How Color-Changing Bandages Could Tackle One of the Biggest Threats to Global Health
The new invention was presented in a research paper released Wednesday.
Antibiotic resistance is one of the biggest threats to global health.
Researchers in China hope to help tackle the threat with new color-changing bandages that can indicate infected wounds and dispense medication based on the type of bacteria present.
The bandage changes from green to yellow when it comes in contact with the acidic environment of a bacterial infection, according to research published Wednesday by the American Chemical Society. It then releases an antibiotic to kill the bacteria.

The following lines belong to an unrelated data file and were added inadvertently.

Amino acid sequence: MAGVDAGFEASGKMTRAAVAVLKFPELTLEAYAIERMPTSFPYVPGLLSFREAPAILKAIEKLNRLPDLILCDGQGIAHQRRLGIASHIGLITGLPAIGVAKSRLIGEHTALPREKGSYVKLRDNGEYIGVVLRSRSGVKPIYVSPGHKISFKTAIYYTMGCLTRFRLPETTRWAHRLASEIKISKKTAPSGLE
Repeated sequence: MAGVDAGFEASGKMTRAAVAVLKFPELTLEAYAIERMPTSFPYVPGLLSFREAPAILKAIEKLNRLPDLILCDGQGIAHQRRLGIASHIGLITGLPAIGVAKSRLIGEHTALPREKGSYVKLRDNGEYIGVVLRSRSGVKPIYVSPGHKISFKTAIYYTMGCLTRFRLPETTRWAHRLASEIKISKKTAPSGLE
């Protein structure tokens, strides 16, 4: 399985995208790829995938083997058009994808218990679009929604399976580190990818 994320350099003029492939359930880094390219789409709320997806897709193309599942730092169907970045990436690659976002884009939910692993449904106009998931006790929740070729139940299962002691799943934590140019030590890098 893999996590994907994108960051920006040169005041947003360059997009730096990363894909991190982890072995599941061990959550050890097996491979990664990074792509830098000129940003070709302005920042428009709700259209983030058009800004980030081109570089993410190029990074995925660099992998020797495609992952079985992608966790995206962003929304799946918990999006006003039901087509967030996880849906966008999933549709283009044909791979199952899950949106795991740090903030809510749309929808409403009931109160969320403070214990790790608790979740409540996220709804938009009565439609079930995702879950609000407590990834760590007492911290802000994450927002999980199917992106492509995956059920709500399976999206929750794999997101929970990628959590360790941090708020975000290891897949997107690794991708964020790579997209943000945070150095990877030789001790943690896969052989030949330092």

But if the bacteria in the wound is drug-resistant, the bandage senses certain enzymes and turns red in response. In that case, shining a light on the bandage releases reactive species that weaken or kill the bacteria and make it more susceptible to the antibiotic.
The team of researchers led by Xiagang Qu showed that the bandages could speed healing of wounds in mice infected with drug-sensitive and drug-resistant E. coli. The selective response could help reduce antibiotic resistance and is more cost-effective than other approaches, the researchers say.
The study was funded by the National Natural Science Foundation of China and the Key Research Program of Frontier Sciences of the Chinese Academy of Sciences.
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